He was but one of many superb casting decisions by Laidlaw. Liverpudlian Chris Mooney is making his YMTC debut as the traitorous Judas, the narrator’s role, standing out from his fellow disciples with cropped hair and autumnal, military colours, his manner as intense and deceiving as Shakespeare’s Iago. His singing voice is full of fire and angst, but sometimes tender too, although he needs to work on the clarity of his diction in moments of heightened vocal stress.

Marlena Kellie, a jazz singer with appearances at Ronnie Scott’s and Pride to her name, makes I Don’t Know How To Love Him sound freshly minted, heartbreaking anew.

More than a decade after his appearance in York Light’s chorus line for this musical, Peter Wookie has his YMTC bow as an austere Pilate, and he is another to make a heavyweight impact, both with his voice and imposing physicality.

Jesus Christ Superstar, like Lloyd Webber and Rice’s fellow fledgling work Joseph And The Technicolor Dreamcoat, loves to show off myriad song styles, whether a rock anthem, a ballad, or a slice of Weimar cabaret in King Herod’s Song (a twinkling, camp John Haigh and his dancing ladies in red, contrasting with the men in black representing authority around him).

For this well paced sung-through musical, musical director John Atkin has a superb band under his command, wherein Paul McArthur and Neil Morgan’s guitars particularly shine out, while Laidlaw’s ensemble more than play their part too. Simon Spencer’s set and especially his lighting hit the mark too.

There is something of a Nativity play, Elvis Vegas show or even Priscilla, Queen Of The Desert about Jesus Christ Superstar, with its hip “Hey JC” lingo, but at the same time Laidlaw’s production wholly captures its deeper, darker aspects, played out on a bare scaffolding set provided by Brian Farrell Scaffolding. Namely, that it is a psychological study of a man alone, or rather two men alone: Jesus, on his pre-ordained journey to the cross, and Judas Iscariot, his betrayer, whose name has been dirt ever since.

This makes both their death scenes – spoiler alert! – devastating, albeit in their different ways. The solemn finale, no song, no music, only Jesus’s final words on the cross, reduces one and all to tears as the curtain falls. Oh, and that’s why it is apt to stage this musical now, when eyes are on a mendacious General Election, full of ill will and false prophets, and the Christmas tat commercials are starting to irritate already. Jesus Christ Superstar, Jesus Christ Supershow.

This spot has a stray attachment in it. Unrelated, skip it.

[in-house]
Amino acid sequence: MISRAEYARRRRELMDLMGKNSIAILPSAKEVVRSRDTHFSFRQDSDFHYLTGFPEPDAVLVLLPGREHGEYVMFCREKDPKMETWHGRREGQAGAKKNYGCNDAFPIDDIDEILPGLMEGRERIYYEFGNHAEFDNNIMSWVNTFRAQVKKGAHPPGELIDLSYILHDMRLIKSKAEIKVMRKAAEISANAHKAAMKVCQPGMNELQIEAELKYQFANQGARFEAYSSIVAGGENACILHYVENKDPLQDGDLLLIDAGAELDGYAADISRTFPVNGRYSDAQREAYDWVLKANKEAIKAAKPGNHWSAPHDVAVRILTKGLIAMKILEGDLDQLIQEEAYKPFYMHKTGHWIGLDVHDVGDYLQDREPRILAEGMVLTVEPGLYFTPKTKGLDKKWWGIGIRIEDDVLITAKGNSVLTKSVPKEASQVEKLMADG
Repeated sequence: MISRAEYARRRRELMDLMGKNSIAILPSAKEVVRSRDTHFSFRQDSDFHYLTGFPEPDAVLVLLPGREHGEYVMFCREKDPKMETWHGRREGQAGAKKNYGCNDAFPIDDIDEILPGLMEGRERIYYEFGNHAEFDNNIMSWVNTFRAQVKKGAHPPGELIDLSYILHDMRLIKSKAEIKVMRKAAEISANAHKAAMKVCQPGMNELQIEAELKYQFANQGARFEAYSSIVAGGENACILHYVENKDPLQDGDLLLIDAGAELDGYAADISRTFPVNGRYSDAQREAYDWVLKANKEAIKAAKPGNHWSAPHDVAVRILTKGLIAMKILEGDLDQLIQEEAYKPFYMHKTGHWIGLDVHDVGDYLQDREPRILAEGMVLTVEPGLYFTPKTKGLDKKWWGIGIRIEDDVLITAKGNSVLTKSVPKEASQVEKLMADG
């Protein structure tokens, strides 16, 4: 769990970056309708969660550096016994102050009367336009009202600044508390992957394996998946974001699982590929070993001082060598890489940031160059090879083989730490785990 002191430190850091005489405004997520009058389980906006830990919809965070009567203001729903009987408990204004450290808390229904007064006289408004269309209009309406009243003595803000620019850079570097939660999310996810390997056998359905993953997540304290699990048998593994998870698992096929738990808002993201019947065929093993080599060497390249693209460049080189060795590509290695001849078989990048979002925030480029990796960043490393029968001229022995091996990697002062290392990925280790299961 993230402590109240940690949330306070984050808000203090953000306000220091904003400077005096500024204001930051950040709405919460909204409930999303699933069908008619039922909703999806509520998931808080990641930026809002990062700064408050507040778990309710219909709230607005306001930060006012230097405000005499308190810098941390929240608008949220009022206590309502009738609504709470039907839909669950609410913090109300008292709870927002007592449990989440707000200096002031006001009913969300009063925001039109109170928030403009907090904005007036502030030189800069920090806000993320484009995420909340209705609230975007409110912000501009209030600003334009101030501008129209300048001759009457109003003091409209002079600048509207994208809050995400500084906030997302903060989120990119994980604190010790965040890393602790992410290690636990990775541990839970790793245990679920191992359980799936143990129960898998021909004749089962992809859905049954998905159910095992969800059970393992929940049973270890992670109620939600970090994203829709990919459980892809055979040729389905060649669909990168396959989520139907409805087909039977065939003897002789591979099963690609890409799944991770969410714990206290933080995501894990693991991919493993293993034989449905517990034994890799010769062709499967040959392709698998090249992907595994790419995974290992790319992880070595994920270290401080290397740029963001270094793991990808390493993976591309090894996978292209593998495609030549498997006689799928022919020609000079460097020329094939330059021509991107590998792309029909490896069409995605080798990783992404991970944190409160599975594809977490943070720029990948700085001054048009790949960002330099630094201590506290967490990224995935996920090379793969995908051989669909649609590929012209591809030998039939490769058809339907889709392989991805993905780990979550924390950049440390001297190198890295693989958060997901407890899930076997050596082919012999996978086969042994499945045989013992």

Charles Hutchinson

Strictly’s strict Craig Revel Horwood to direct Strictly Ballroom

Love is in the air…a year from now in Strictly Ballroom The Musical at the Grand Opera House, York

YOU will have to wait a year, but it will be well worth it to see Strictly Ballroom The Musical, on tour at the Grand Opera House, York.

Directed by acerbic Strictly Come Dancing judge Craig Revel Horwood, the show will be foxtrotting around Britain and Ireland from next September, visiting York from November 23 to 28 2020.

Revel Horwood, the Australian-born dancer, choreographer and director, will assemble a cast of more than 20 for the musical based on Baz Luhrmann’s 1992 Australian film.

Strictly Ballroom The Musical follows arrogant, rebellious young ballroom dancer Scott Hastings, whose radical and daring dance style rubs against the strict conventions of the Australian Dance Federation.

So much so that he is banished, forcing him to start all over again with a beginner, Fran. Together they find the courage to defy tradition and discover that to win, your steps don’t need to be strictly ballroom.

More than 30 hits will be performed on stage, such as Time After Time, Let’s Dance, I’m So Excited, Perhaps Perhaps Perhaps, I Wanna Dance With Somebody, Sway, Mambo No. 5, Dancing With Myself, Sugar Sugar, It’s The End Of The World As We Know It, Teardrops and Love Is In The Air.

Strictly Ballroom The Musical premiered at the West Yorkshire Playhouse, Leeds, in December 2016 before making its West End debut at the Piccadilly Theatre, London, in March 2018.

Tickets for the York run are on sale on 0844 871 3024 or at

Charles Hutchinson

A fete worse than death on the way in Ayckbourn’s Ten Times Table

The Classic Comedy Theatre Company in Alan Ayckbourn’s Ten Times Table, on tour at the Grand Opera House, York, next year. Picture: Pamela Raith

ALAN Ayckbourn’s Ten Times Table, the debut production by the Classic Comedy Theatre Company, will play the Grand Opera House, York, from February 10 to 15 next year.

This touring show is produced by impresario Bill Kenwright and his team behind the Agatha Christie, Classic Thriller and Classic Screen To Stage theatre companies for more than 15 years.

Premiered in January 1977, Ten Times Table is “the one with the committee from hell and a fete worse than death”. 

In the long-since grand ballroom of the Swan Hotel, a most miscellaneous assemblage gathers to conduct the business of the Pendon Folk Festival.

A tense moment in the Classic Comedy Theatre Company’s Ten Times Table. Picture: Pamela Raith

Unfortunately for excitable chairman Ray, his calamitous committee quickly divides as his wife, Helen, has a bone to pick.

Add a Marxist schoolteacher, a military dog breeder and an octogenarian secretary, and the table is set for a tumultuous comedy by committee.

In the cast will be Robert Dawes, Deborah Grant, Mark Curry, Robert Duncan, Elizabeth Powers, Gemma Oaten and Craig Glazey.

Tickets are on sale on 0844 871 3024 or at